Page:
Chicago Tribune

'I'd like to volunteer, sir': 75 years after D-Day, memories live on through oral histories

Just before parachuting into Nazi-occupied Europe, Fayette Richardson asked himself an existential question: "My God, Most Powerful, what am I doing here?"

The thought had to be on the minds of myriad soldiers on June 6, 1944. It was D-Day, the launch of a long-awaited campaign by the U.S. and British armies to free the nations of Western Europe that Hitler had conquered.

Mounted from airfields and ports in Great Britain, it was the largest amphibious assault in history. More than 155,000 Allied troops landed at Normandy, France, that day. Code-named Operation Overlord, it dramatically changed the course of World War II.

Seventy-five years later, the ranks have thinned of those who braved machine gun fire on French beaches that were marked on their maps with American names like Utah and Omaha. Richardson died in 2010. But fortunately for us and for future generations, he and other veterans kept diaries, wrote memoirs or recorded their recollections.

Oral history was in its infancy when Stephen Ambrose began tape recording D-Day veterans, observed Toni Kiser, assistant director for collections management at The National WWII Museum in New Orleans.

You're reading a preview, sign up to read more.

More from Chicago Tribune

Chicago Tribune3 min readPolitics
Dahleen Glanton: We Don't Hate America, Donald Trump. What We Hate Is The Mess You've Created.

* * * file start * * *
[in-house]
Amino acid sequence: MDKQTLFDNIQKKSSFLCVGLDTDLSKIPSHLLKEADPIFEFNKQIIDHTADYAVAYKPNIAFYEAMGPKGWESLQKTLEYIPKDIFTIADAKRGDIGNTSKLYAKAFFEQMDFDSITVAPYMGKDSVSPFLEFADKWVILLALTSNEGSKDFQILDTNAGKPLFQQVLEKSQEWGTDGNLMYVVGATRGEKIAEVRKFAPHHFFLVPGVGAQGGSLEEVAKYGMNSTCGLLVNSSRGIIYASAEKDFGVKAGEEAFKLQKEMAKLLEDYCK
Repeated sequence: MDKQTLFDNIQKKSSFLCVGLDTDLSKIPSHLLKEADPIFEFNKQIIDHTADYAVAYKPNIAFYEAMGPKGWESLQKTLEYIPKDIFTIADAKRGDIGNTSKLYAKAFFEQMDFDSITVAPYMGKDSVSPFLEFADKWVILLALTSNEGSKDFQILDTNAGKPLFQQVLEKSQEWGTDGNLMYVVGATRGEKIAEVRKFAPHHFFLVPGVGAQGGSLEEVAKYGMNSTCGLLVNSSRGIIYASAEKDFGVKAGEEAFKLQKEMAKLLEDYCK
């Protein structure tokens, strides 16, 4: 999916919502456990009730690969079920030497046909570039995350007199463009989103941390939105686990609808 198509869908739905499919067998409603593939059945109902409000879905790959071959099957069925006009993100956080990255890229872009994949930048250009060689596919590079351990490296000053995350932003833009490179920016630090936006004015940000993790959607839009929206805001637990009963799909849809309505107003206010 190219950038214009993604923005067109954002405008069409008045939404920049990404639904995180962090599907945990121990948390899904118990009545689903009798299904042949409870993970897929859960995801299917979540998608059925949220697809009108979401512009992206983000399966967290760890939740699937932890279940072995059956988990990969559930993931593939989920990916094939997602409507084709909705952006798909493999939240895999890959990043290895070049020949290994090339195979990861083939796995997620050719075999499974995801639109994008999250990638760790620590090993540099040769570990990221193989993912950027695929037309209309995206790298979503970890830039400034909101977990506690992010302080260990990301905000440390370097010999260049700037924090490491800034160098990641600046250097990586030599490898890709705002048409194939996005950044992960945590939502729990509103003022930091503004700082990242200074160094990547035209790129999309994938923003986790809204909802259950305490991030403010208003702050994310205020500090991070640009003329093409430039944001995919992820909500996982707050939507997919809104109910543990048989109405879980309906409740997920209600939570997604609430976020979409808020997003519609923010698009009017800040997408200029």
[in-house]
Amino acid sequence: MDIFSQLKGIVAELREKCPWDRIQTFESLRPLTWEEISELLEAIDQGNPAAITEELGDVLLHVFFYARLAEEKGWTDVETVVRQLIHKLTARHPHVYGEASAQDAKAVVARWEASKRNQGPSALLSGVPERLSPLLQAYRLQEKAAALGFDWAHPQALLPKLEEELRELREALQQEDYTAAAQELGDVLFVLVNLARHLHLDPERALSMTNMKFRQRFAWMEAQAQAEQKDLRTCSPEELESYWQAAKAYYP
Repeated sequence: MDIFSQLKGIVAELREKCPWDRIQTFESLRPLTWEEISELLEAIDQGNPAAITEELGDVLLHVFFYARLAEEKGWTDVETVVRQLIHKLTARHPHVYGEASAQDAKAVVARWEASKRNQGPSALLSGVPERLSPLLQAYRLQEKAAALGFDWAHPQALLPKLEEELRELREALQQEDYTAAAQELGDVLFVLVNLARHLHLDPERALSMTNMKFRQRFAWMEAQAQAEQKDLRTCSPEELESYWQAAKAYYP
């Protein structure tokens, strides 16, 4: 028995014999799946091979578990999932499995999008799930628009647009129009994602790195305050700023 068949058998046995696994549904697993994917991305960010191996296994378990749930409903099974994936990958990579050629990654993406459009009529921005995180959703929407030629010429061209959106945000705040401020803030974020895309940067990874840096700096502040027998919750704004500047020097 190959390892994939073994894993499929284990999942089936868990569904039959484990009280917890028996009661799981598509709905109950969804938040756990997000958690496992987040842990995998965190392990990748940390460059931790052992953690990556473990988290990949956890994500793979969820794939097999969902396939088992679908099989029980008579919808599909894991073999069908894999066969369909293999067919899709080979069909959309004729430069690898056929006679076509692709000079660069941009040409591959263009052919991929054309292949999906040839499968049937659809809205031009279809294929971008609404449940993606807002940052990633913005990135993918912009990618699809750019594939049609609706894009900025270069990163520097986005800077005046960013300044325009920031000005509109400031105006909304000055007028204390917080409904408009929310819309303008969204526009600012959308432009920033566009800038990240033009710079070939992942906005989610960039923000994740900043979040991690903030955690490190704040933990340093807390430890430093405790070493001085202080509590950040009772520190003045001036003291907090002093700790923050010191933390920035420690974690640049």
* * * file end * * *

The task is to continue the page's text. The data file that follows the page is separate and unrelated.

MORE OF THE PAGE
Donald Trump has come to the conclusion that many Americans hate their country. That could not be further from the truth. Most of us love America. What we hate is that the president has taken it into the gutter. In other words, Donald Trump, the prob
Chicago Tribune3 min read
As Temperatures Soar, A New Federal Bill Aims To Protect Those Who Must Work During Extreme Heat.
CHICAGO - As temperatures soar this week with an excessive heat watch starting Thursday, James McHugh Construction Co. has a protocol for teaching workers how to handle and prevent heat-related injuries. "The heat has a cumulative effect on everyone.
Chicago Tribune3 min read
'Mai Tai Guy' Defends Himself After Swiping Home Run Ball From Kids: 'You Know The Rules Here'
CHICAGO - The first thing you need to know about "Mai Tai Guy" is why he calls himself Mai Tai Guy. "When I first started coming out here when I was 21, the beers were a buck cheaper than the Mai Tais," Mai Tai Guy said. "The beer is only 5% (alcohol